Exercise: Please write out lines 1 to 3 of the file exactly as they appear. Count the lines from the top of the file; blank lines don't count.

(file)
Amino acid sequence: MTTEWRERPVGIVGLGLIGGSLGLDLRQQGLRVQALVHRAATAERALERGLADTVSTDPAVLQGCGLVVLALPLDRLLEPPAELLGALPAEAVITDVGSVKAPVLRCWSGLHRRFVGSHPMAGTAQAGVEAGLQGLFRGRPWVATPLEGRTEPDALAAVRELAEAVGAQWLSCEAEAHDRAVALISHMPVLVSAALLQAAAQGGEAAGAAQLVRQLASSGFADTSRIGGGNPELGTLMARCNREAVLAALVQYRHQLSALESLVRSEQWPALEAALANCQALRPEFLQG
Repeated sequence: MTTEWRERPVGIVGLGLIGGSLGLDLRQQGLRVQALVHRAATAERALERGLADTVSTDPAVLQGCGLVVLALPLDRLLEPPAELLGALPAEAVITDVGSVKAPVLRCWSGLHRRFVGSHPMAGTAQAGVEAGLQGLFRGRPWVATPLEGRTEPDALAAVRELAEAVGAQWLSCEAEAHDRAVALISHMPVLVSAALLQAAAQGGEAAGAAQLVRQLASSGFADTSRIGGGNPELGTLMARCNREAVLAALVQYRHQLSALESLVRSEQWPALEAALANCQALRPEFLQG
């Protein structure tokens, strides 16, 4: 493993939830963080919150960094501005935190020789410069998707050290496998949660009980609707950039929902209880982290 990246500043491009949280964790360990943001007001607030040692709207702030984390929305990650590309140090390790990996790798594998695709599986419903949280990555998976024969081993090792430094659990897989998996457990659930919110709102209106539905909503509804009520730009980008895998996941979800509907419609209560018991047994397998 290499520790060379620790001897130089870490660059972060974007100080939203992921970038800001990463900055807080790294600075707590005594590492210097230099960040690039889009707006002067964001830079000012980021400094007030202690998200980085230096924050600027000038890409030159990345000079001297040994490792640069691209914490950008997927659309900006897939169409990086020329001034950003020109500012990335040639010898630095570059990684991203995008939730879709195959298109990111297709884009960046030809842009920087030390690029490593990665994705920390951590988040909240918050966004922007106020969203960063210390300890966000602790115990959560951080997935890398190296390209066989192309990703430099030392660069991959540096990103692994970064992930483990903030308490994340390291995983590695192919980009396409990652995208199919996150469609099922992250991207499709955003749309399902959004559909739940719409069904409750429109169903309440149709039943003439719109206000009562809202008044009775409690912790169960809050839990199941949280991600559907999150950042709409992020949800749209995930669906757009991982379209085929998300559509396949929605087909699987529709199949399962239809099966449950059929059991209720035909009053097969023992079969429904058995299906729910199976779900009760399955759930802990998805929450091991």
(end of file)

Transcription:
Amino acid sequence: MTTEWRERPVGIVGLGLIGGSLGLDLRQQGLRVQALVHRAATAERALERGLADTVSTDPAVLQGCGLVVLALPLDRLLEPPAELLGALPAEAVITDVGSVKAPVLRCWSGLHRRFVGSHPMAGTAQAGVEAGLQGLFRGRPWVATPLEGRTEPDALAAVRELAEAVGAQWLSCEAEAHDRAVALISHMPVLVSAALLQAAAQGGEAAGAAQLVRQLASSGFADTSRIGGGNPELGTLMARCNREAVLAALVQYRHQLSALESLVRSEQWPALEAALANCQALRPEFLQG
Repeated sequence: MTTEWRERPVGIVGLGLIGGSLGLDLRQQGLRVQALVHRAATAERALERGLADTVSTDPAVLQGCGLVVLALPLDRLLEPPAELLGALPAEAVITDVGSVKAPVLRCWSGLHRRFVGSHPMAGTAQAGVEAGLQGLFRGRPWVATPLEGRTEPDALAAVRELAEAVGAQWLSCEAEAHDRAVALISHMPVLVSAALLQAAAQGGEAAGAAQLVRQLASSGFADTSRIGGGNPELGTLMARCNREAVLAALVQYRHQLSALESLVRSEQWPALEAALANCQALRPEFLQG
């Protein structure tokens, strides 16, 4: 493993939830963080919150960094501005935190020789410069998707050290496998949660009980609707950039929902209880982290 990246500043491009949280964790360990943001007001607030040692709207702030984390929305990650590309140090390790990996790798594998695709599986419903949280990555998976024969081993090792430094659990897989998996457990659930919110709102209106539905909503509804009520730009980008895998996941979800509907419609209560018991047994397998 290499520790060379620790001897130089870490660059972060974007100080939203992921970038800001990463900055807080790294600075707590005594590492210097230099960040690039889009707006002067964001830079000012980021400094007030202690998200980085230096924050600027000038890409030159990345000079001297040994490792640069691209914490950008997927659309900006897939169409990086020329001034950003020109500012990335040639010898630095570059990684991203995008939730879709195959298109990111297709884009960046030809842009920087030390690029490593990665994705920390951590988040909240918050966004922007106020969203960063210390300890966000602790115990959560951080997935890398190296390209066989192309990703430099030392660069991959540096990103692994970064992930483990903030308490994340390291995983590695192919980009396409990652995208199919996150469609099922992250991207499709955003749309399902959004559909739940719409069904409750429109169903309440149709039943003439719109206000009562809202008044009775409690912790169960809050839990199941949280991600559907999150950042709409992020949800749209995930669906757009991982379209085929998300559509396949929605087909699987529709199949399962239809099966449950059929059991209720035909009053097969023992079969429904058995299906729910199976779900009760399955759930802990998805929450091991």